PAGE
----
1910 - 1979
Kennecott Copper Mines was formed in 1910 after a merger of Utah Copper and Kennecott copper mining companies. By 1912, environmental protection organizations were complaining about high levels of asbestos being used in the organization. Kennecott Corporation was using asbestos for preventing fires since copper processing requires very high temperatures. Copper has a very high boiling point and also requires use of other chemicals to separate it from other metals and impurities present in the ore. Asbestos has microscopic particles that dispersed into the atmosphere and contributed to illnesses among workers and individuals living near the mines. Asbestos is responsible for illnesses such as pleural fibrosis, skin warts and lung cancer.
Kennecott Corporation was also cited as contributing to emissions of heavy metals such as arsenic and mercury. By 1940, arsenic and mercury were also some of the concerns that were raised by environmental protection agencies against Kennecott Corporation. Both mercury and arsenic are dangerous to health in large quantities.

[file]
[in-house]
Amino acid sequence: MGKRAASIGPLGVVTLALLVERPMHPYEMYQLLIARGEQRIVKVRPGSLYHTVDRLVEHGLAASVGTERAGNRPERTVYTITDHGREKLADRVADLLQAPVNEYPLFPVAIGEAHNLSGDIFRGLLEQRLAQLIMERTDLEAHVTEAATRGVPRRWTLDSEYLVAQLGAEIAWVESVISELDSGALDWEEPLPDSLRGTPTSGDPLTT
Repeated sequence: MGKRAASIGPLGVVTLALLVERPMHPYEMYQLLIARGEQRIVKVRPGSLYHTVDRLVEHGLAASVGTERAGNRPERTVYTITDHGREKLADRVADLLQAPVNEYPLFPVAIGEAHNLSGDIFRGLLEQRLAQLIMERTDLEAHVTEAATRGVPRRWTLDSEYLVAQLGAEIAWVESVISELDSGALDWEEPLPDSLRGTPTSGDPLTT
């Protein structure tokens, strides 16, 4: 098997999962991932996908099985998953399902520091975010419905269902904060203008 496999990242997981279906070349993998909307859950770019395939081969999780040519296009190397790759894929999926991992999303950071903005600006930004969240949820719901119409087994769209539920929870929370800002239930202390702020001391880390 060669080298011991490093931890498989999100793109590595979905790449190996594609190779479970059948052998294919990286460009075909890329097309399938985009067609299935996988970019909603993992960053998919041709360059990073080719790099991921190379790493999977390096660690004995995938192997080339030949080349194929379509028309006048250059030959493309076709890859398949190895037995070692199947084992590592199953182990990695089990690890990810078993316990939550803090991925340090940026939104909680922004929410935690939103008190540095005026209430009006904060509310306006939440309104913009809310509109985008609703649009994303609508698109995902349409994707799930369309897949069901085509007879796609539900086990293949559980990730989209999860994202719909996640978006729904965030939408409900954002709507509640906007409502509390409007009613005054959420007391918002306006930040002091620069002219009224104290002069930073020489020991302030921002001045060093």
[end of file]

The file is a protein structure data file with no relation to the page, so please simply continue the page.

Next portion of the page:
1980 - 1989
|1989||100,000,000 gal (est)||Process water containing arsenic||Unknown|
Investigations in the 1980s revealed contamination in the groundwater caused by mining operations the release of hazardous materials. The State of Utah proceeded with legal action against Kennecott and filed a damage claim against the mine in October, 1986, for the loss and destruction of the natural resources, specifically the groundwater.
There was also a threat due to the tailings dam. An engineering report in March, 1988, gave information that the tailings dam overshadowing the town of Magna had threat of collapse due to an earthquake and that the billion-ton tailings pond would bury the homes nearby if the tailing pond’s embankment failed. The mine responded by proposing various potential strategies including buying up entire subdivisions near the tailings pond, calculating the company’s liability if the embankment failed, investing $500 million to reinforce the embankment, and colluding with state regulators to keep the engineering report out of the public eye.
1990 - 1999
|1999||100,000,000 gal (est)||Process water containing arsenic||Unknown|
|1998||unknown||Acid rock drainage||Clogged pipe|
|1997||unknown||Copper sulphate||Clogged outlet valve|
|1997||unknown||Process water with pH 2.5-4.0||Ruptured pipeline|
|1993||45,000 gal||Wastewater||Transfer line rupture|
|1991||30,000 gal||Industrial wastewater||Line break|